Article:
Friday, 30 November 2012

Comb Bag

This pattern comes from Weldon’s Practical Knitter, Number 17, Fifth Series (1887). It is also published in Weldon’s Practical Needlework, Volume 2, Interweave Press, 2000.
There is no actual pattern for the comb bag, only a suggestion and stitch count to make this case at the end of the Nightdress Case pattern in the same edition.
The original pattern for the Nightdress Case calls for “Strutt’s knitting cotton, No. 6” and “a pair of steel needles No. 12” (modern equivalent 2.50mmmm/US 2. No gauge or tension or finished size is stated. This bag would certainly hold a small hairbrush and comb, and a few other accessories for the hair but not one of those lovely large brush and comb sets from the 19th century. Both cases are knit into a zigzag lace strip fabric which is trimmed with a lace edge whose pattern is included in the one for the Nightdress Case. The cases should be lined with “pink sateen.”

I had originally started the Nightdress Case in white thread some years ago but changed to this lovely powder blue after discovering it last winter. Both bags are being knit on on 2.5mm/US 2 size needles, using Aunt Lydia’s Classic Crochet thread (Size 10) in Delft. I have the Nightdress Case on the needles, too, with the same thread, but I thought this smaller bag was a good warm up exercise for the larger project. A good thing, too, as perhaps I can make myself pay more attention to the larger case since there are glaring errors in the lower front part of the lace trim of this bag. I can only say that knitting lace in a poor light is a bad idea and advise that all handwork should be checked every now and then during its production.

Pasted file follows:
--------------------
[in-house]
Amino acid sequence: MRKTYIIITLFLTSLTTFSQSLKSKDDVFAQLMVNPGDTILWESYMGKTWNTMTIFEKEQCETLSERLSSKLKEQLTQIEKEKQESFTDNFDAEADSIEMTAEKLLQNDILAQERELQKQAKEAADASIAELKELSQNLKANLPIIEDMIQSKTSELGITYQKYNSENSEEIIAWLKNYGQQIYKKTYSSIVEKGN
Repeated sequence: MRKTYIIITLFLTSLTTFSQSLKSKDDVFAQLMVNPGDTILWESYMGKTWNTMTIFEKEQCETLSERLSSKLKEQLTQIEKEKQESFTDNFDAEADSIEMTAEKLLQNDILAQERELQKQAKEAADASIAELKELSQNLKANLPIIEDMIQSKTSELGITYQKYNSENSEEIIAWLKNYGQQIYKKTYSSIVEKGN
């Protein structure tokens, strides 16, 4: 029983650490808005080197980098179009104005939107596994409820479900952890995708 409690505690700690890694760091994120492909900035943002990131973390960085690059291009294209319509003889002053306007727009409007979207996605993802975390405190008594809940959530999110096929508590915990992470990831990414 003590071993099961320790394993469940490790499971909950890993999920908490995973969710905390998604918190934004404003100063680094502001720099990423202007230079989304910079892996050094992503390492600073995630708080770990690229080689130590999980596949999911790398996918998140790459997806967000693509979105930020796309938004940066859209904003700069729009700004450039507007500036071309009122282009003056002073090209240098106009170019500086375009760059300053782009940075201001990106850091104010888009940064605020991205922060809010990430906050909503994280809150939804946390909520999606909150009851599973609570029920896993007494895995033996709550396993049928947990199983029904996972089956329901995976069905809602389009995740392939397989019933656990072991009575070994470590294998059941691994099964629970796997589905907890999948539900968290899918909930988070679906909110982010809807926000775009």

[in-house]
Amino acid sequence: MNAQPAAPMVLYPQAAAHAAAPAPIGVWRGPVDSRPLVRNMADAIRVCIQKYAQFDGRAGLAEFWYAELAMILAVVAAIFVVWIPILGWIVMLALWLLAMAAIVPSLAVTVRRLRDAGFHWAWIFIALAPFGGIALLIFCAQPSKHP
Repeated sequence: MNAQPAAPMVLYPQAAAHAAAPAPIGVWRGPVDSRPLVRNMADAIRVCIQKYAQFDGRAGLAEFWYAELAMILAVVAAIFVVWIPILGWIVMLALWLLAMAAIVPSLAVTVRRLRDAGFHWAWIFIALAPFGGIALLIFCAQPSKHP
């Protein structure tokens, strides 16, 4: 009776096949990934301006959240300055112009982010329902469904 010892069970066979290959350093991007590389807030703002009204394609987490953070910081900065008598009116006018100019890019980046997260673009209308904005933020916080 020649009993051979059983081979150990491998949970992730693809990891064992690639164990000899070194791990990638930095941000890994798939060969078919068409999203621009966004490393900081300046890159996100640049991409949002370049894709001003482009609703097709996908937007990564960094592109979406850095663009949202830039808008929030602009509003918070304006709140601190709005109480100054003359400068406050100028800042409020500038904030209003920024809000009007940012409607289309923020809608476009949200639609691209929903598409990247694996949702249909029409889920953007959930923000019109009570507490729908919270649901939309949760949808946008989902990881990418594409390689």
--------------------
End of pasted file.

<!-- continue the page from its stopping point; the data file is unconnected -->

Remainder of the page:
The bag measures 8” x 5 ¼”, or 7 ¼” by 11” including the lace border. It is lined with pink imitation silk and trimmed “with strings of pink ribbon to draw.”*

*Weldon’s Practical Knitter, Number 17, Fifth Series (1887)


=Tamar said...

Very pretty. I do wonder whether the teeth of the comb will eventually wear through the satin lining.

One More Stitch said...

I had the same idea. My lining is double-layered but the fabric is still somewhat fragile against the teeth of combs!

A Homely Heroine said...

Thats beautiful lace, oh for the time when lace was cherished and valuable!

Thanks for your comment on my blog, I appreciate it : )

I've not heard of it, but will look into it, thanks for the tip.

=Tamar said...

Maybe they were using something akin to that extremely heavy satin that is sold for wedding gowns. Or maybe they assumed that people would reline it with different colors according to whatever was in fashion, or their current favorite dress.